[a headshot of Firestar surrounded by orange flames]

Firestar: The Warriors Hero by Mistheart

Mistheart analyses Firestar’s character.

Art by onzuna

Hello! Mistheart here, but you can call me Cloudy. In this article, which is also a copy and past from my Wattpad version, I will be explaining why Firestar isn’t a generic old Gary Stu, but rather an interesting characters with lots of great virtues and character development. Hope you enjoy!

I’ve heard many people argue that Firestar is such a generic protagonist, no interesting character personality or development. Honestly, Warriors is just a typical fantasy fiction series with typical situations and a unique variety of characters.

Firestar is one of them. It really makes me confused when people say that he’s too much of a generic hero with no personality or character development. People argue that Firestar is too natural of a warrior, skilled and naturally talented without any training.

I honestly think that this isn’t true. Firestar had natural talent and a variety of skilled as well as a warrior’s way of thinking when he was only a kittypet. You may argue that he was a kittypet, and therefore should not know any warrior skills.

However, being honest, would you rather spend the entire first book reading about Firepaw trying to learn how to stalk a thrush and ambush his enemies, or would you rather learn about the slow and steady development of the rivalry between Firestar and Tigerstar?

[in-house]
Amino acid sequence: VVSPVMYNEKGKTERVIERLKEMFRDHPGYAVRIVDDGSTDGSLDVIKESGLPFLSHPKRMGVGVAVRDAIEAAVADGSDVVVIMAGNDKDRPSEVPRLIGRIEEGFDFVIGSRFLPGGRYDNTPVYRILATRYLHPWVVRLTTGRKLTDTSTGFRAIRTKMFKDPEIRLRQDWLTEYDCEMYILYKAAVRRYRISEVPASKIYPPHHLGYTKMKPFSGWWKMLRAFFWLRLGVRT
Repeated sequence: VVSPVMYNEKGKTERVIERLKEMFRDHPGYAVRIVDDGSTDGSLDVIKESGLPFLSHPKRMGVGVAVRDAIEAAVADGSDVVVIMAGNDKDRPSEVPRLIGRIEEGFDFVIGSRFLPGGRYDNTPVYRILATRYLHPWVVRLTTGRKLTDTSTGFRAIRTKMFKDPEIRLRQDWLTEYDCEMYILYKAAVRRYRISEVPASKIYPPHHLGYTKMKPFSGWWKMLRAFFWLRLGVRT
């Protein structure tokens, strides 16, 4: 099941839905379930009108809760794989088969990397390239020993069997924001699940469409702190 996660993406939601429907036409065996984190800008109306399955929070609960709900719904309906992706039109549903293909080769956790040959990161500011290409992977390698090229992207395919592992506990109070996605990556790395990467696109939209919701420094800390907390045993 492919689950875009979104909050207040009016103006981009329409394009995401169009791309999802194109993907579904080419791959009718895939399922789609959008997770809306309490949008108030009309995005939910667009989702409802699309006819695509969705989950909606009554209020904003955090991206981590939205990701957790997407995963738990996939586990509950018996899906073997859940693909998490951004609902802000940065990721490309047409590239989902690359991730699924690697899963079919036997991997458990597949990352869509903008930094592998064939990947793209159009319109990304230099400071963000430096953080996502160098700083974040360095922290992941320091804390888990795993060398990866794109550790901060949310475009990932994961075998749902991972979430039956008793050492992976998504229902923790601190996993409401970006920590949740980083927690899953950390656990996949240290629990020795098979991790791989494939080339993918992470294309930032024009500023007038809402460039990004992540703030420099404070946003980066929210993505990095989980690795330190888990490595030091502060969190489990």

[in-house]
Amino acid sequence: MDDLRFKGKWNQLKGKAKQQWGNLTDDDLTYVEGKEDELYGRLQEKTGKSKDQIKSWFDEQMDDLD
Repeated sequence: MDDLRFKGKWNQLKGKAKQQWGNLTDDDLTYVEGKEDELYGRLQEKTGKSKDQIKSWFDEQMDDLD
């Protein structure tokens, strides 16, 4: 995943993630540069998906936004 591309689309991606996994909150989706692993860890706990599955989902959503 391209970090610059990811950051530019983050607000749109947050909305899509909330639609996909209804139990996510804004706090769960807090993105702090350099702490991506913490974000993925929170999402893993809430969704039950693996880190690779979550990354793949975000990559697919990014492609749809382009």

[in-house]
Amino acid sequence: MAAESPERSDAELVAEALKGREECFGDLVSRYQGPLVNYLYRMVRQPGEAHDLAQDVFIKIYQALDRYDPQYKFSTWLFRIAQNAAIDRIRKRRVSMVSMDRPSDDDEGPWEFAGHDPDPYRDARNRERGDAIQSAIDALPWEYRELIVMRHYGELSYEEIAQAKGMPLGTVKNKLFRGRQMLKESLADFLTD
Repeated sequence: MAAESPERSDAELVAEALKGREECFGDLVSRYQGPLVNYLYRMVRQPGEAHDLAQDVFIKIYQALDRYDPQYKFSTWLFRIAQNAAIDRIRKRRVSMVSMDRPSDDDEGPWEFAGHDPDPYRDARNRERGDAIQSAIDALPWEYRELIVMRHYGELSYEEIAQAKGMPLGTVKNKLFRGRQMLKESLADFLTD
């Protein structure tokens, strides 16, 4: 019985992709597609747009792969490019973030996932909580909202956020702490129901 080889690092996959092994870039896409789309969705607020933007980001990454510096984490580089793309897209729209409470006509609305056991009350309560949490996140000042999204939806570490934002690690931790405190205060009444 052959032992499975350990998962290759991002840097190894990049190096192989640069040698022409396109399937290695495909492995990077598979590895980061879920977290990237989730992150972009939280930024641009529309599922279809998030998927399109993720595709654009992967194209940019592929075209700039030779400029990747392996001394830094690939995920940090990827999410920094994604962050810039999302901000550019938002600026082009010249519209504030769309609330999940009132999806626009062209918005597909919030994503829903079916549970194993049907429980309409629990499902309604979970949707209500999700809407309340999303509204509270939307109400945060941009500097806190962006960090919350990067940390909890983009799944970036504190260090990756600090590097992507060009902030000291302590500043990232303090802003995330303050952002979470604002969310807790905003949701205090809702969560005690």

See, the entire first arc isn’t just about Firepaw trying to adjust to Clan life. That is mentioned in the first book, but it is not the main point of the story. The point is Tigerclaw’s treachery and the Firestar’s rising of hierarchy in ThunderClan, not about learning how to tell the difference between mouse tracks and rabbit tracks.

Meanwhile, Firestar has a natural skill in wildcat life. You can’t blame him, since it’s literally printed in his genes, which he adopted from his keen father, Jake. If he were to try to focus on learning how to be a good apprentice, then Firepaw wouldn’t have the time to notice the truth about Tigerclaw, which would make him just as normal as any of his Clanmates.

Also, Firestar’s generic point of view are meant for us to dive deeper into the world of Warriors, rather than try to discover his personality. Of course, Firestar has his own special point of view and character development, shown when from a spoiled housecat into a noble warrior, but keep in mind that this is the first arc in the series. When trying to write the first book of a series, readers must be introduced in a way where they can understand what is going on and how things work in the arc. This is sometimes even more important than discovering the main character’s personality, as shown in Warriors, where their world and terminology may take time to fully understand.